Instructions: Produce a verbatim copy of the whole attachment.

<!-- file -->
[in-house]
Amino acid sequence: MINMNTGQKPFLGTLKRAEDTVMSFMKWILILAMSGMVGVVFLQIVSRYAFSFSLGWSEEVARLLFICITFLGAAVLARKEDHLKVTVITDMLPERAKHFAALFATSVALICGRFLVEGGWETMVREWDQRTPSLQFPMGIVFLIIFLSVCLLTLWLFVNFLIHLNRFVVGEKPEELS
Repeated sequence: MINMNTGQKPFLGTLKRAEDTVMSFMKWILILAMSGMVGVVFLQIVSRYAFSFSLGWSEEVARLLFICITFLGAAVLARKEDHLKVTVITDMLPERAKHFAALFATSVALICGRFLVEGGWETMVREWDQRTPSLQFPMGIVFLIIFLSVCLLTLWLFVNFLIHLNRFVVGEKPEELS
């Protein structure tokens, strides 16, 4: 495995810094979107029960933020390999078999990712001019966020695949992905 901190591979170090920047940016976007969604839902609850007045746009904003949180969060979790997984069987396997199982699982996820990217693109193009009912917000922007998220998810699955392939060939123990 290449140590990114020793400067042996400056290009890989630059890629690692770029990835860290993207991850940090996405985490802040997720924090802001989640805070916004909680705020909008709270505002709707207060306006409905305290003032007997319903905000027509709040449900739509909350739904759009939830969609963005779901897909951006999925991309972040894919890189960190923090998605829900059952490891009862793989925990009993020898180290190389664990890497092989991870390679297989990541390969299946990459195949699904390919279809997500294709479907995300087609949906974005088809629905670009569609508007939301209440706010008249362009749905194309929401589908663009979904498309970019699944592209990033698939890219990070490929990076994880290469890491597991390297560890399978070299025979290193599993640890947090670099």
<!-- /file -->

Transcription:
[in-house]
Amino acid sequence: MINMNTGQKPFLGTLKRAEDTVMSFMKWILILAMSGMVGVVFLQIVSRYAFSFSLGWSEEVARLLFICITFLGAAVLARKEDHLKVTVITDMLPERAKHFAALFATSVALICGRFLVEGGWETMVREWDQRTPSLQFPMGIVFLIIFLSVCLLTLWLFVNFLIHLNRFVVGEKPEELS
Repeated sequence: MINMNTGQKPFLGTLKRAEDTVMSFMKWILILAMSGMVGVVFLQIVSRYAFSFSLGWSEEVARLLFICITFLGAAVLARKEDHLKVTVITDMLPERAKHFAALFATSVALICGRFLVEGGWETMVREWDQRTPSLQFPMGIVFLIIFLSVCLLTLWLFVNFLIHLNRFVVGEKPEELS
């Protein structure tokens, strides 16, 4: 495995810094979107029960933020390999078999990712001019966020695949992905 901190591979170090920047940016976007969604839902609850007045746009904003949180969060979790997984069987396997199982699982996820990217693109193009009912917000922007998220998810699955392939060939123990 290449140590990114020793400067042996400056290009890989630059890629690692770029990835860290993207991850940090996405985490802040997720924090802001989640805070916004909680705020909008709270505002709707207060306006409905305290003032007997319903905000027509709040449900739509909350739904759009939830969609963005779901897909951006999925991309972040894919890189960190923090998605829900059952490891009862793989925990009993020898180290190389664990890497092989991870390679297989990541390969299946990459195949699904390919279809997500294709479907995300087609949906974005088809629905670009569609508007939301209440706010008249362009749905194309929401589908663009979904498309970019699944592209990033698939890219990070490929990076994880290469890491597991390297560890399978070299025979290193599993640890947090670099």